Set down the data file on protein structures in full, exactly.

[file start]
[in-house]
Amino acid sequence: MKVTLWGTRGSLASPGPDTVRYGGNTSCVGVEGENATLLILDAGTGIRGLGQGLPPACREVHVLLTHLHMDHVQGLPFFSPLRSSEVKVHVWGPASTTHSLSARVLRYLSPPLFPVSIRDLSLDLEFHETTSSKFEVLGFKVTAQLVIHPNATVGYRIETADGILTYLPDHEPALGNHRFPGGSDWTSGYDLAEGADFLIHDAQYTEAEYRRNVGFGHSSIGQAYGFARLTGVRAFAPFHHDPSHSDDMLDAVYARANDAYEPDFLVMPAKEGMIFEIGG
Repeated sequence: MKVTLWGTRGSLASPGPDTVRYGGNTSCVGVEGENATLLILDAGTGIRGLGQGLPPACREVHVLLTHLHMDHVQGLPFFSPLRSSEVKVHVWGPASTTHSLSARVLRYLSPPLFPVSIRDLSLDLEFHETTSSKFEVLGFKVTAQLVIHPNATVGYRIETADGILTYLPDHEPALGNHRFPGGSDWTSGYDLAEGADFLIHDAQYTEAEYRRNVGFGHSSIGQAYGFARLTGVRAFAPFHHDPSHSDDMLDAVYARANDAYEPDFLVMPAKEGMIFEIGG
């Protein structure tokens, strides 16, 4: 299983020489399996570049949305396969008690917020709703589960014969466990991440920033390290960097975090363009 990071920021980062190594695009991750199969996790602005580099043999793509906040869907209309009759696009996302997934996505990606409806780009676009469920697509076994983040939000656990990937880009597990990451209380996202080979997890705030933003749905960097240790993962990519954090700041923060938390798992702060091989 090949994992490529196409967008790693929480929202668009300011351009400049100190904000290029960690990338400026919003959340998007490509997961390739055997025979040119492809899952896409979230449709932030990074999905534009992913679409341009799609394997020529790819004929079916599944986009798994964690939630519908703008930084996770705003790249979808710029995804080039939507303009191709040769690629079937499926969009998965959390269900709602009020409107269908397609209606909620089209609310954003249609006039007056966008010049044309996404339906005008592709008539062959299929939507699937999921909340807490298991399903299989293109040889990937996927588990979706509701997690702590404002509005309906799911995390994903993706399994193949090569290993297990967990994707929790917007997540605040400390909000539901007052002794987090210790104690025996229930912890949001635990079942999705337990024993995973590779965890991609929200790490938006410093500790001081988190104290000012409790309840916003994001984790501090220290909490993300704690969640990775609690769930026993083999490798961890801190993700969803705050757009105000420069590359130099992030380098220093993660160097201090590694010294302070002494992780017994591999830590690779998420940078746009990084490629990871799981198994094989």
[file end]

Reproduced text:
[in-house]
Amino acid sequence: MKVTLWGTRGSLASPGPDTVRYGGNTSCVGVEGENATLLILDAGTGIRGLGQGLPPACREVHVLLTHLHMDHVQGLPFFSPLRSSEVKVHVWGPASTTHSLSARVLRYLSPPLFPVSIRDLSLDLEFHETTSSKFEVLGFKVTAQLVIHPNATVGYRIETADGILTYLPDHEPALGNHRFPGGSDWTSGYDLAEGADFLIHDAQYTEAEYRRNVGFGHSSIGQAYGFARLTGVRAFAPFHHDPSHSDDMLDAVYARANDAYEPDFLVMPAKEGMIFEIGG
Repeated sequence: MKVTLWGTRGSLASPGPDTVRYGGNTSCVGVEGENATLLILDAGTGIRGLGQGLPPACREVHVLLTHLHMDHVQGLPFFSPLRSSEVKVHVWGPASTTHSLSARVLRYLSPPLFPVSIRDLSLDLEFHETTSSKFEVLGFKVTAQLVIHPNATVGYRIETADGILTYLPDHEPALGNHRFPGGSDWTSGYDLAEGADFLIHDAQYTEAEYRRNVGFGHSSIGQAYGFARLTGVRAFAPFHHDPSHSDDMLDAVYARANDAYEPDFLVMPAKEGMIFEIGG
């Protein structure tokens, strides 16, 4: 299983020489399996570049949305396969008690917020709703589960014969466990991440920033390290960097975090363009 990071920021980062190594695009991750199969996790602005580099043999793509906040869907209309009759696009996302997934996505990606409806780009676009469920697509076994983040939000656990990937880009597990990451209380996202080979997890705030933003749905960097240790993962990519954090700041923060938390798992702060091989 090949994992490529196409967008790693929480929202668009300011351009400049100190904000290029960690990338400026919003959340998007490509997961390739055997025979040119492809899952896409979230449709932030990074999905534009992913679409341009799609394997020529790819004929079916599944986009798994964690939630519908703008930084996770705003790249979808710029995804080039939507303009191709040769690629079937499926969009998965959390269900709602009020409107269908397609209606909620089209609310954003249609006039007056966008010049044309996404339906005008592709008539062959299929939507699937999921909340807490298991399903299989293109040889990937996927588990979706509701997690702590404002509005309906799911995390994903993706399994193949090569290993297990967990994707929790917007997540605040400390909000539901007052002794987090210790104690025996229930912890949001635990079942999705337990024993995973590779965890991609929200790490938006410093500790001081988190104290000012409790309840916003994001984790501090220290909490993300704690969640990775609690769930026993083999490798961890801190993700969803705050757009105000420069590359130099992030380098220093993660160097201090590694010294302070002494992780017994591999830590690779998420940078746009990084490629990871799981198994094989």